Capturing Christmas: A Guide to Better Holiday Photos

We’ve all been there- scrolling through our social media feeds after posting our Christmas morning photos and feeling like the photos of our own morning look like absolute crap.

I’m going to tell you a secret-my secrets, the secrets of a semi-professional occasional photographer who thrives on lifestyle and editorial imagery- on how to achieve a picture perfect holiday to make your friends and followers wonder if you have a pro on retainer for the holiday.

Here’s the secret: Most of those pictures are staged. Yep. Totally fake. Curated. But you can still make magic on a more realistic scale. But first, a teeny tiny, itty bitty disclaimer: I do not subscribe to the idea of presenting a false narrative of my life to the world (or even my friends). Also, be prepared to miss out on a bit of the magic if you are behind the lens. I highly recommend sending this post to your significant other so that you can switch out!

The Magic Doesn’t Start on Christmas Morning

The holiday season doesn’t start on the morning of December 25th, so your photos shouldn’t either. Capture your kids making and decorating cookies (the uglier the cookies, the better), or helping you pick out and decorate your tree, or any other holiday tradition. Take it from a mama of a pre-teen and a teenager: these days are fleeting, and you will one day wish they were still destroying your home instead of the dreaded combo of ignoring you while believing you are *cringe.*

The trick is to let them be. Think of them as animals in the wild. Your job isn’t to direct them- it is to observe and document. Let them play and make a mess and fight and laugh and BE. Sit back and let them go. Interject as little as possible. There’s magic in the mess.

If you want your pictures to have that pretty, soft light, make sure to plan your magictivities at the time of day when your home is filled with diffused, not harsh direct, light. If your kitchen gets direct sunlight blasting through the windows in the evening, you’ll be better off getting an early start. If that’s not possible, a quick hack is to throw a cheap frosted shower curtain over your window(s) so that you’re still getting light, but it’ll be softened so it wraps around your subjects.

Making the Most of the Morning

I could lie to you and say that this is a walk in the park, but it isn’t. If you have bébés that are up before dawn, you probably won’t get those sweet pictures of Santa surprise. Our own littles had us tricked to believe that they would wait for us to wake them, but we knew better. Unless your kids are confined to a crib or unable to open their doors, they’ve probably, at the very least, taken a peek at what’s under the tree.

If your kids are early risers, take the time the night before to open up EVERY SINGLE curtain, blind, or shade in the room they will be opening presents in, especially if that room does not get morning light. If it’s too dark, your pictures will be blurry and grainy, and you won’t get those warm, fuzzy feelings when you look back at those pictures.

Once they start tearing into their piles, get low. Sit on the ground so that you aren’t just photographing the tops of their heads. Even better, lay on the floor to get a perspective that feels more connected and intimate. Getting down on their level makes the shot more interesting. Don’t forget to focus on the details, like their little hands as they savagely rip open those gifts you meticulously wrapped at midnight the night before. Have your camera ready and near you, but don’t feel driven to photograph every moment. Yes, you might miss THE picture, but it would be even worse to miss THE MOMENT in real time.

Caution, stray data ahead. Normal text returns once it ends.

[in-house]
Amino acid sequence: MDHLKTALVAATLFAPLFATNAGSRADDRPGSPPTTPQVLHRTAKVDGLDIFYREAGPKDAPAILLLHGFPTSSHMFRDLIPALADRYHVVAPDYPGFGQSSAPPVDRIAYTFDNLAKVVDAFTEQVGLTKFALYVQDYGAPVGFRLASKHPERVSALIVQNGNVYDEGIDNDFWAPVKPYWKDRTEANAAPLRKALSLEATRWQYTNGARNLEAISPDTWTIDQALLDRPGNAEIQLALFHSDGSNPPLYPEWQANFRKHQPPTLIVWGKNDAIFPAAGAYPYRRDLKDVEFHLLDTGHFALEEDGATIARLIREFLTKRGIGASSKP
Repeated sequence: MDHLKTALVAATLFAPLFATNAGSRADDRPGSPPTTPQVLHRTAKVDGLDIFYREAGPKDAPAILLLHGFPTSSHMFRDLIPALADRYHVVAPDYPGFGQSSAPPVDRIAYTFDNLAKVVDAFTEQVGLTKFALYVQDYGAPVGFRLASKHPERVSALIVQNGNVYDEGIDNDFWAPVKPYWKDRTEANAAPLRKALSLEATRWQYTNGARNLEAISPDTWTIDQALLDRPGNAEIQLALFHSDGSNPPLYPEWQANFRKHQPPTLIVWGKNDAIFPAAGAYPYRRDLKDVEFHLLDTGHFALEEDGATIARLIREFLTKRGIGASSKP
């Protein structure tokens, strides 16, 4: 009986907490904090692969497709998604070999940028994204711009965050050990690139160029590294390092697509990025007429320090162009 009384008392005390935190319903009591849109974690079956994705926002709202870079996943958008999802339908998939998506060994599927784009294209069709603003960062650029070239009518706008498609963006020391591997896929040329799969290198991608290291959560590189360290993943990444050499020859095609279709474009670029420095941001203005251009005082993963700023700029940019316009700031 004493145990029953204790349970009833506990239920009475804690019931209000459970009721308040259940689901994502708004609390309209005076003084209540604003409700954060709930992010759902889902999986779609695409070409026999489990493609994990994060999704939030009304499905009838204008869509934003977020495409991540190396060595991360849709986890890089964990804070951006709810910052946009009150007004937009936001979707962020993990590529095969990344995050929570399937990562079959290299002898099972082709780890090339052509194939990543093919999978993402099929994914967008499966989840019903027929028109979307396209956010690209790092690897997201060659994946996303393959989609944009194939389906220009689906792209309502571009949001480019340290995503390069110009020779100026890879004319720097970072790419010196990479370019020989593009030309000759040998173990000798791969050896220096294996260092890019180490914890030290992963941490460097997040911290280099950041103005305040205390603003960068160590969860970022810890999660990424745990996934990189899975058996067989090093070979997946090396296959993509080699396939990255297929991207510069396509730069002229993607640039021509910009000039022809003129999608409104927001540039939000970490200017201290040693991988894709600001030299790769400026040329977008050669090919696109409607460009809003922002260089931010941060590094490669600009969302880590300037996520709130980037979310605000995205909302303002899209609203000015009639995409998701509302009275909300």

Tech(nical) Talk:

The images in this post were taken with a digital camera and high-end lenses, but that is not necessary to capture great images, especially with the amazing cameras that are on phones today.

If you are a digital camera user and are not familiar with manually setting your exposure, I gotchu! Set the dial on your camera to Aperture Priority (usually indicated with an A) and choose the smallest f/stop (number). This is will open your lens the widest it can go to allow more light, but automatically choose the other settings so that your exposure should be as close to correct as you can get without shooting in manual mode. It’ll also give you better bokeh (that nice dreamy blurred background effect).

If you are a phone photographer only, use portrait mode. Set your f/stop around 1.5 and focus on your kids skin. You want your phone to expose for the brightest part of their skin so that your picture isn’t too bright.

Last, but certainly not least, is the real MVP. Download the free Lightroom app. Invest in a multipurpose preset pack that will make editing your images a one-click kind of magic. I personally prefer the Light & Airy presets. Once you’ve gotten the hang of what looks good, you can stop relying on the presets and play around with making your edits your own!

Happy Holidays and Merry Photographing!

Julie Lee
Julie is a mama, wife, teacher, writer, photographer, designer, and basket case—jack of all trades, master of none. She lives in Ascension Parish with her husband, her two hooligans, and her quarankitties, Stella and Luna. She’s an English teacher by day, and a lover of words by destiny. Her favorite word is schadenfreude. When she’s pretending she isn’t too busy to breathe, you can find her curled up in her hammock with a book.


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